Julie Clark will speak at AdExchanger’s PROGRAMMATIC I/O Conference in New York on Oct. 26.
Hearst had deployed header bidding for years before it became one of the industry’s hot topics.
As a veteran user of header bidding, Hearst focuses on adapting it to make programmatic buying more efficient for marketers and publishers.
“The old way would be to send someone 10 pairs of shoes, hoping they will like two of them,” explained Julie Clark, VP of programmatic sales at Hearst Core Audience.
With header bidding, publishers can show marketers two pairs of shoes they will most likely want.
Header bidding brings marketers and publishers closer to the promise of programmatic: finding the right audience for the right price to further a marketer’s efforts, Clark said
Using header bidding, Hearst prioritizes key marketer partners, who get the best access to highly cookied users. But it also uses the tech to boost yield.
Hearst’s strategy isn’t the only way to use header-bidding tech. What’s often lost in the noise of header bidding is how flexible the technology is, Clark said.
Each publisher can choose a different set of header-bidding partners and in turn use the 16 different priority levels in the ad server. Turning those knobs different ways can drive different publisher strategies dramatically.
Clark talked to AdExchanger about how Hearst is thinking about header bidding and the changing ways it sees buyers and sellers transacting programmatically.
AdExchanger: Is header bidding shifting the pendulum of power back to the sell side?
JULIE CLARK: Over the past 12 to 18 months, I’ve seen a swing in general back to premium content. Programmatic was simply a DR [direct-response] and efficiency engine historically. Now new technology allows for more expansive means of targeting and KPI achievement.
It’s moving into a premium inventory and effectiveness category now, where both things can be done. Branding represents the biggest uptick in programmatic spend in recent months. There is now a higher willingness to pay for truly premium inventory.
Is that shift to premium driven by agencies like GroupM publicly stating they want to pull out of open exchanges and focus spend to private exchanges?
Sure, that’s certainly part of it. Agencies overall want to ensure that they are leveraging the programmatic space not only for efficiency, but for brand safety and user experience. We are seeing marketers saying, “I want to put as much of my digital budget as possible in programmatic execution,” but there is also an understanding that there are many products that can’t be transacted programmatically because of the high level of customization.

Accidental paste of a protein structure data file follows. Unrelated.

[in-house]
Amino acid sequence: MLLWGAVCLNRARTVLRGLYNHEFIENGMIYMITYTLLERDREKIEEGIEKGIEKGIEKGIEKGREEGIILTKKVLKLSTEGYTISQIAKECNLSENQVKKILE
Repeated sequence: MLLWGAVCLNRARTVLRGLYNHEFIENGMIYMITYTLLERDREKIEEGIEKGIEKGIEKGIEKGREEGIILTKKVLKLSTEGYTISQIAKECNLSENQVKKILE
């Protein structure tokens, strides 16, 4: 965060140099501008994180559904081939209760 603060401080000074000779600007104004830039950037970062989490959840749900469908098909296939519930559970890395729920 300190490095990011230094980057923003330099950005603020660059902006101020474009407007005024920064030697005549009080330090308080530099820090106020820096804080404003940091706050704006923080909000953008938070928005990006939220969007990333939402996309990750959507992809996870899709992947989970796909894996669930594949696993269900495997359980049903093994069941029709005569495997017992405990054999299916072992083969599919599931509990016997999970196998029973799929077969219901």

Are you seeing programmatic and direct campaigns being planned in the same place, as some agencies dissolve their trading desks or embed the programmatic team?
Like many things, it depends on the agency. It depends on the client. I see trading desks and their teams working more closely with the planning teams of the holding companies. It used to be more of a grudge match, where [the budget] was “going direct” or “going programmatic,” and never in the middle could they meet. The conversations are coming together, and it’s beneficial for all parties.
Does Hearst use a header-bidding wrapper?
Hearst leverages our own proprietary wrapper, which was in development prior to their prevalence in the marketplace. There is a concern in the market from our agency and client partners that there may be built-in bias with a third-party wrapper. While we have not seen evidence of the bias, we do strive for a fully agnostic environment where our own proprietary wrapper plays a major role.
Are you able to productize any of your header-bidding implementations?
My dream is to build out an audience guaranteed, where [the marketers] could own their audience. We would do an audience upfront, where we guaranteed a marketer’s audience for them programmatically. We have the capability to do that now; it’s really about packaging it.
Is header bidding a hack, or does it mark a transition point in the industry?
Header bidding has provided a great conversation [point] for the marketplace to understand how premium inventory works, think about yield analysis and leverage technology in a sophisticated way in a programmatic environment. I’ve been around long enough to know that things evolve quickly. That’s the beauty of the programmatic environment. I don’t have a crystal ball, but I don’t think anything is a single solution.
This interview has been condensed and edited.